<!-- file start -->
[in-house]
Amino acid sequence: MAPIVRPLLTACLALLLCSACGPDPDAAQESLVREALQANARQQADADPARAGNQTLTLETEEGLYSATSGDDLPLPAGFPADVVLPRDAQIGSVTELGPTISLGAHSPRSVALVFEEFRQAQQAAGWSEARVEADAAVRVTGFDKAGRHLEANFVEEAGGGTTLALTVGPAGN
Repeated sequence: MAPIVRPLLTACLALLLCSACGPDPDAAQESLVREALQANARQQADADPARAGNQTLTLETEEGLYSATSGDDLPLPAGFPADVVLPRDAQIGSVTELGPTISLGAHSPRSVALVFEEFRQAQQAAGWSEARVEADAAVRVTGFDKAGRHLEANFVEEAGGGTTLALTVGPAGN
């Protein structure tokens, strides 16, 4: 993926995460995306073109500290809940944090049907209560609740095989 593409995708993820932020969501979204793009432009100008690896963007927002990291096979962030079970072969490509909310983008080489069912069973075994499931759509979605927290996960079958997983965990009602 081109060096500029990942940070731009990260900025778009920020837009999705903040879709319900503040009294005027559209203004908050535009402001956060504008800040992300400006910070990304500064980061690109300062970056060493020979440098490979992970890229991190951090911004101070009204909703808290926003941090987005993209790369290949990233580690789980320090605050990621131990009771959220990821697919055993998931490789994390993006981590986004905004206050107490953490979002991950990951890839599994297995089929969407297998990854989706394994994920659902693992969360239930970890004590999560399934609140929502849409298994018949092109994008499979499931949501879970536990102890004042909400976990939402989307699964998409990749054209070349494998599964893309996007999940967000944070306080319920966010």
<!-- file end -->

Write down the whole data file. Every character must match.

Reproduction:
[in-house]
Amino acid sequence: MAPIVRPLLTACLALLLCSACGPDPDAAQESLVREALQANARQQADADPARAGNQTLTLETEEGLYSATSGDDLPLPAGFPADVVLPRDAQIGSVTELGPTISLGAHSPRSVALVFEEFRQAQQAAGWSEARVEADAAVRVTGFDKAGRHLEANFVEEAGGGTTLALTVGPAGN
Repeated sequence: MAPIVRPLLTACLALLLCSACGPDPDAAQESLVREALQANARQQADADPARAGNQTLTLETEEGLYSATSGDDLPLPAGFPADVVLPRDAQIGSVTELGPTISLGAHSPRSVALVFEEFRQAQQAAGWSEARVEADAAVRVTGFDKAGRHLEANFVEEAGGGTTLALTVGPAGN
């Protein structure tokens, strides 16, 4: 993926995460995306073109500290809940944090049907209560609740095989 593409995708993820932020969501979204793009432009100008690896963007927002990291096979962030079970072969490509909310983008080489069912069973075994499931759509979605927290996960079958997983965990009602 081109060096500029990942940070731009990260900025778009920020837009999705903040879709319900503040009294005027559209203004908050535009402001956060504008800040992300400006910070990304500064980061690109300062970056060493020979440098490979992970890229991190951090911004101070009204909703808290926003941090987005993209790369290949990233580690789980320090605050990621131990009771959220990821697919055993998931490789994390993006981590986004905004206050107490953490979002991950990951890839599994297995089929969407297998990854989706394994994920659902693992969360239930970890004590999560399934609140929502849409298994018949092109994008499979499931949501879970536990102890004042909400976990939402989307699964998409990749054209070349494998599964893309996007999940967000944070306080319920966010």